Wei Xuantong was a person of integrity and intellect, as proven by the record that he served twice as chancellor under Empress Wu Zetian. History describes him as a personal embodiment of perseverance and tolerance, as is shown by the following account: when Wei was serving as chancellor, he beseeched his brother who went to his new post as the governor not to engage in conflict with others. Wei’s brother responded that he would not, even if someone spits in his face, that he would rather wipe it off by himself. Then Wei again said, “Do not. If someone spat in your face, that’s because he or she despises you. If you wipe it off by yourself, it is as if you treat that person with contempt, which will fuel his anger even more. The spit dries in a moment, so do not wipe it off.” The Chinese idiom “tuo mian zi gan,” which means to be spat on in the face and let it dry by itself, instead of wiping it off, or to simply put, to turn the other cheek, came from this episode. The idiom is an analogy for strong tolerance.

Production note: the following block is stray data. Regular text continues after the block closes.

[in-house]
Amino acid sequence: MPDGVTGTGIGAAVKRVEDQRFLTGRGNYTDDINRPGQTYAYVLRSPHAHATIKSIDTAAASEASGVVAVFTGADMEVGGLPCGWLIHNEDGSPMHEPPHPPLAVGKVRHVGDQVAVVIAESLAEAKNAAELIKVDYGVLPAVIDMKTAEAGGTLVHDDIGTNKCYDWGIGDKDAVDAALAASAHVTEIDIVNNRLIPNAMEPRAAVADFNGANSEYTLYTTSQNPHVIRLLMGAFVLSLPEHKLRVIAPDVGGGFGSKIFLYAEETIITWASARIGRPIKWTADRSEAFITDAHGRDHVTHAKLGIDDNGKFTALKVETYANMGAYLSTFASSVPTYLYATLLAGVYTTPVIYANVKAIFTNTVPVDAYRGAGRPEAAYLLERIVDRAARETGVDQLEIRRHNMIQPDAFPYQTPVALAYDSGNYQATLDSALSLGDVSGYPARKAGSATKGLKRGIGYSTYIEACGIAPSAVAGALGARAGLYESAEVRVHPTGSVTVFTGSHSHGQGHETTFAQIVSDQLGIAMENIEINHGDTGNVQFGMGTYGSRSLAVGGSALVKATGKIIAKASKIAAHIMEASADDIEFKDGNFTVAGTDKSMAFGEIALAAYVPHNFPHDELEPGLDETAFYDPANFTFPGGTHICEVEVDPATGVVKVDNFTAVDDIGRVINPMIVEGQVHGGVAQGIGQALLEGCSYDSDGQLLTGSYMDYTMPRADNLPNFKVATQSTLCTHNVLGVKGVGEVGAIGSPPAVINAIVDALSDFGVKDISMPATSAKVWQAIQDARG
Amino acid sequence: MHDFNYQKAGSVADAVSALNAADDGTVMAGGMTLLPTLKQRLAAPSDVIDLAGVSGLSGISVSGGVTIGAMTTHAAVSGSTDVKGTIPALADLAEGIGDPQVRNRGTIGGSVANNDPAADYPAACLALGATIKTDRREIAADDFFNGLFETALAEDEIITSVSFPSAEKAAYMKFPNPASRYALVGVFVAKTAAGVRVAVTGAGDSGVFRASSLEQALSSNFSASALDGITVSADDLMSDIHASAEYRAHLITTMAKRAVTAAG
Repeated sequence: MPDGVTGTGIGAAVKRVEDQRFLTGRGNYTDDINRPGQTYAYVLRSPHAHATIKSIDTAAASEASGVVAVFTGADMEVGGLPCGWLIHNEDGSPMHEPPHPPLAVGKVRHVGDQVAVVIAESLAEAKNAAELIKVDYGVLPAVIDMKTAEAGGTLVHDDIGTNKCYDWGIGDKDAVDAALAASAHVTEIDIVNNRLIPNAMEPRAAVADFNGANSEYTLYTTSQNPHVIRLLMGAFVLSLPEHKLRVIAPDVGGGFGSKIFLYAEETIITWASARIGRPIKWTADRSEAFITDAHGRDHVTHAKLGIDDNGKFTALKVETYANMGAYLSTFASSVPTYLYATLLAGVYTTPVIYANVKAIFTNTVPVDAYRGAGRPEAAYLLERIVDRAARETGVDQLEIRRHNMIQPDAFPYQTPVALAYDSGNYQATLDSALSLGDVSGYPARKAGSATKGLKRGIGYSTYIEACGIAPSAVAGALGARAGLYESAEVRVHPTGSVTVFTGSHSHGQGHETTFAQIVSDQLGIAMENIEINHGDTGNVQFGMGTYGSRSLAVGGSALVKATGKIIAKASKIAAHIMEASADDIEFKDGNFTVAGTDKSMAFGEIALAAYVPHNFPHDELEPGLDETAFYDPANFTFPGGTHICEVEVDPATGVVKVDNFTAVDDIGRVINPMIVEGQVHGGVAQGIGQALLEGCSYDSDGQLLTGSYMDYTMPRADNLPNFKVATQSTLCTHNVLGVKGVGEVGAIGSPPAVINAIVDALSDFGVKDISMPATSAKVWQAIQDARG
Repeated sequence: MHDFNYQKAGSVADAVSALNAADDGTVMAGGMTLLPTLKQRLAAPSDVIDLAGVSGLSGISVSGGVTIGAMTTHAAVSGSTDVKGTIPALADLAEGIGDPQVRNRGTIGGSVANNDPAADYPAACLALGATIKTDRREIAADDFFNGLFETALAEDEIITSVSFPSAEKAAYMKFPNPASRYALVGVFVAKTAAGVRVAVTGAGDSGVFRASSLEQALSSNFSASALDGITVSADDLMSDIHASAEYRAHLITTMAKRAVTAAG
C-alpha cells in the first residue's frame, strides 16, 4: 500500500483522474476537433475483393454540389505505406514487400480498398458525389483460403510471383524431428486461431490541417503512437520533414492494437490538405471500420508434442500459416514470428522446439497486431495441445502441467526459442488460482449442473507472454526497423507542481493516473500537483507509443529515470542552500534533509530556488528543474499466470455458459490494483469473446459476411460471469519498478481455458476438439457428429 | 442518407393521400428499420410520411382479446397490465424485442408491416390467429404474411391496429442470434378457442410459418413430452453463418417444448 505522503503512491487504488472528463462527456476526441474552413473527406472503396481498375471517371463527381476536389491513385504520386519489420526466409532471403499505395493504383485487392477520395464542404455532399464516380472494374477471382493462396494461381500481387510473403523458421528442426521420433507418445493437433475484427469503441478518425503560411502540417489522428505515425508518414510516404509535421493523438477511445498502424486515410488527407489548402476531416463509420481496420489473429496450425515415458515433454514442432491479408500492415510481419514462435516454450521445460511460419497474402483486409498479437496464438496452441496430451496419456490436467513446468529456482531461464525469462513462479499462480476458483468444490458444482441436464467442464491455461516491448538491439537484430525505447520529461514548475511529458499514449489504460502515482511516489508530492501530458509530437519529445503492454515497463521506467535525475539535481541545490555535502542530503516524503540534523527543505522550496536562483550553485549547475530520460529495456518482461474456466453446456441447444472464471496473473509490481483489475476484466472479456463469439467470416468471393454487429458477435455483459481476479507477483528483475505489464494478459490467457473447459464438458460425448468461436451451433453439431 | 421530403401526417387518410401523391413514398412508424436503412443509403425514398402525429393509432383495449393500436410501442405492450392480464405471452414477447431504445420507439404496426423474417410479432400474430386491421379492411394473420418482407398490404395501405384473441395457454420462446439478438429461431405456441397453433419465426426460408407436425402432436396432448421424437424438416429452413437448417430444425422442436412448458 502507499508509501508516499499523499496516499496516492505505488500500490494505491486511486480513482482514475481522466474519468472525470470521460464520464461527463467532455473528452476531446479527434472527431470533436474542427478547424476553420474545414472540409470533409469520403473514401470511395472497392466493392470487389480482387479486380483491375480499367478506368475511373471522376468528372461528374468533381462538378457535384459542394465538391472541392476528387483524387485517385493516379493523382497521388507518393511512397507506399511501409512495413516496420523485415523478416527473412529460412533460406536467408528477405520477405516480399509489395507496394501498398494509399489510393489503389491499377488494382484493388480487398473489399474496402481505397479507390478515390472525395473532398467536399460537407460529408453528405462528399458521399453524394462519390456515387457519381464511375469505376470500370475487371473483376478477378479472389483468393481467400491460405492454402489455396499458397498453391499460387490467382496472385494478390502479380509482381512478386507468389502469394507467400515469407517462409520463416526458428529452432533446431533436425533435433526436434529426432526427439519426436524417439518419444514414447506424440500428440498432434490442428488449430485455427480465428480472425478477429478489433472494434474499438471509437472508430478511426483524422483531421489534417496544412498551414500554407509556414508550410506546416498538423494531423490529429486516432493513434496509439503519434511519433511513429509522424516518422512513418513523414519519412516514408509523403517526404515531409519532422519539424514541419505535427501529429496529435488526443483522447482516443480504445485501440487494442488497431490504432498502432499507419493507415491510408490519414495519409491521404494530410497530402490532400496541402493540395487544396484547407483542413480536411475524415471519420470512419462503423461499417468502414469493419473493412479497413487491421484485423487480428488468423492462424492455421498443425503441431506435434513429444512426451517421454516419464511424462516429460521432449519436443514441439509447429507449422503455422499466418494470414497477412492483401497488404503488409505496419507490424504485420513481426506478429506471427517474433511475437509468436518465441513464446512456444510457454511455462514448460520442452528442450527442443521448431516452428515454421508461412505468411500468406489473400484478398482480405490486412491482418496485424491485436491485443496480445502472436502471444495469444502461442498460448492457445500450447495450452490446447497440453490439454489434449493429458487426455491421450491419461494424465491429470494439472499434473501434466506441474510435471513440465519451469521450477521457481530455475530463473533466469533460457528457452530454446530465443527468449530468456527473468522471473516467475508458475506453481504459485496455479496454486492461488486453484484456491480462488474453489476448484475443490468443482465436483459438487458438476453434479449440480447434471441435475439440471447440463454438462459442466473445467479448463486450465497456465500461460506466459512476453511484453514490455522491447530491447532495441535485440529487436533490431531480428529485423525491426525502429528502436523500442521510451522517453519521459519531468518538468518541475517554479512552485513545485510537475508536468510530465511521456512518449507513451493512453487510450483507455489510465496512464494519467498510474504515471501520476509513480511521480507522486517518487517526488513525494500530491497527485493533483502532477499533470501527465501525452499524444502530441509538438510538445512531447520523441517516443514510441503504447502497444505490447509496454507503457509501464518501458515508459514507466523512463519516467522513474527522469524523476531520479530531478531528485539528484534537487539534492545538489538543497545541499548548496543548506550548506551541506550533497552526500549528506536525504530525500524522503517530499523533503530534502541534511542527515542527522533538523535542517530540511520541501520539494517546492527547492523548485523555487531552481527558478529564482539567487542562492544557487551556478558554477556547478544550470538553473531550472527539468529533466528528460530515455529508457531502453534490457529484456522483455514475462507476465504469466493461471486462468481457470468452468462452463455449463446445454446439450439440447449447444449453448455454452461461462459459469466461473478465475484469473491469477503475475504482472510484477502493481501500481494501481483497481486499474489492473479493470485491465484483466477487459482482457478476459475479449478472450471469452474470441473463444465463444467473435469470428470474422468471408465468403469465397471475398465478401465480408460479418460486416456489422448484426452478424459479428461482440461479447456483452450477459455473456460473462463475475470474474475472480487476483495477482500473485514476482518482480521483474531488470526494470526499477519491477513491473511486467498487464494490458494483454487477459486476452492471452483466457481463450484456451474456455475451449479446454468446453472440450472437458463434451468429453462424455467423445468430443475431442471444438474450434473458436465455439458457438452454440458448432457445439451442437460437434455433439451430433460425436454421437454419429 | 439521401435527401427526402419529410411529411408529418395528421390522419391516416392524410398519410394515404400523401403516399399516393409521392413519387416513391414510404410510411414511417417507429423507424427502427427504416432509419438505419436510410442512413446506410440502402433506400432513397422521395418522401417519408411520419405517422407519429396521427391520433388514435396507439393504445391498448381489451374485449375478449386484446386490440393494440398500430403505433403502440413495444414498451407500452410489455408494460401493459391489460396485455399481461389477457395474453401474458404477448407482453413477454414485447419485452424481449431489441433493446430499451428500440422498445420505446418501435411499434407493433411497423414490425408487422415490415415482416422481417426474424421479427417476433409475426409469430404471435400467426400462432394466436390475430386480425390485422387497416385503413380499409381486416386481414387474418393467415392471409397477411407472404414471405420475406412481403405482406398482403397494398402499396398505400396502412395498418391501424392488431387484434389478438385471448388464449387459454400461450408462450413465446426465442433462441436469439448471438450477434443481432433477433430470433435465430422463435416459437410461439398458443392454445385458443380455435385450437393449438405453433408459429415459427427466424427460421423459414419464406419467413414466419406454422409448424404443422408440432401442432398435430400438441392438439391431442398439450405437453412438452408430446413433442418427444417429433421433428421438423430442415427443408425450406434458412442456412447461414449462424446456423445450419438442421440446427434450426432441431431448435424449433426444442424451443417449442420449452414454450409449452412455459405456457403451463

Wang Xiojie was a high-spirited man who promised to fight to death for the recovery of the Zhongyuan area when the Southern Song dynasty was forced to the south by the Jin dynasty. Wang revered Wei for Wei’s glorious feat at the war against barbarians. Yet Wang had been always unsure of Wei’s distinguished perseverance. It is not easy to show tolerance towards those who stand against you in order to avoid confrontation. To show tolerance becomes even more demanding if someone spits in your face. However, after experiencing peace of mind that followed the practice of tolerance, Wang wrote this poem, showing deference to Wei Xuantong, saying, “Now I can finally understand Sir Wei’s magnanimity.” That Wang entitled the poem “Wei Xuantong” might have been another way of Wang paying courtesy to Wei.